Jewish Learning Through the Cultural Arts
What happens when Jewishly-identified visitors participate in Jewish cultural arts experiences? What do they learn about themselves, and about Judaism as a communal experience? How are they changed by what they see, touch, hear or taste?
Photo Credit: G. Widman/Visit Philadelphia
Find out more about the findings of this study and view the Zoom video from the event, Learning About Learning: A Conversation with Professor Laura Yares | Learning at a Jewish Museum, where Project Director Laura Yares talked with Jon Levisohn.
This project focuses on the distinctive forms of Jewish learning that can occur when individuals and groups experience the cultural arts. Learning in cultural arts contexts is a broad field of inquiry, inclusive of both content transmission (learning new information), as well as learning about self, identity and community. Focused on adult learners, this project utilizes ethnographic research methods — including interviews, participant observation and observational fieldwork — to explore how Jews learn about Judaism outside of formal classroom settings and during leisure time.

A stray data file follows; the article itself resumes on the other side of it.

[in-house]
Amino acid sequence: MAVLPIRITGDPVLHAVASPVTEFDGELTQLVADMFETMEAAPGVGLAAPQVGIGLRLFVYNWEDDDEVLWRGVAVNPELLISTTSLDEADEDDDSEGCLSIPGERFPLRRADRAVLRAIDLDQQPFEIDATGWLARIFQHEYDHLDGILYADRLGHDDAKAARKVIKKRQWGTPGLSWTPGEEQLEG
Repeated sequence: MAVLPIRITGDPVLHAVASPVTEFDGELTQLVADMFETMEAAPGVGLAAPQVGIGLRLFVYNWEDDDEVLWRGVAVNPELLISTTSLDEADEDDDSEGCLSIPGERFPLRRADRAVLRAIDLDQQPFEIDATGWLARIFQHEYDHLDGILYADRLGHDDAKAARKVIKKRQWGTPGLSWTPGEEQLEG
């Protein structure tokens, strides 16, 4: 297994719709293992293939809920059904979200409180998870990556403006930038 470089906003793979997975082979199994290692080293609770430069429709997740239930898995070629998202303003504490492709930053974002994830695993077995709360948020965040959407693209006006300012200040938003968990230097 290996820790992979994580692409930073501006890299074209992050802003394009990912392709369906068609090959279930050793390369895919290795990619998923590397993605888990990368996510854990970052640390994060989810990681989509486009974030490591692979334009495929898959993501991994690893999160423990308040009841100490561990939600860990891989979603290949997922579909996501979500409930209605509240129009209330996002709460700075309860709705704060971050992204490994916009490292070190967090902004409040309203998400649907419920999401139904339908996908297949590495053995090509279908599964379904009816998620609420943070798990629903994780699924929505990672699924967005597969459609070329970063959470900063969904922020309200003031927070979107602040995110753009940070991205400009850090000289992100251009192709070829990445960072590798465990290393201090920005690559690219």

This project is currently exploring learning experiences across five focus areas:
Online Jewish cultural events
Visual arts creative experiences
Jewish/Israeli themed movies and television shows
Research for this project began in 2019 with a study of 30 young adult visitors to the National Museum of American Jewish History in Philadelphia, Pennsylvania. Publication of data from this research is forthcoming.
Related Public Scholarship
- Jewish Learning Through the Cultural Arts, Tulane University Grant Center for the American Jewish Experience, September 29, 2021.
- Shtisel: How a TV show on a haredi family has enthralled Jews and non-Jews, The Jerusalem Post, April 15, 2021.
- Television: Let's Talk About It, reflection blog in Digital Fieldwork, June 18, 2021.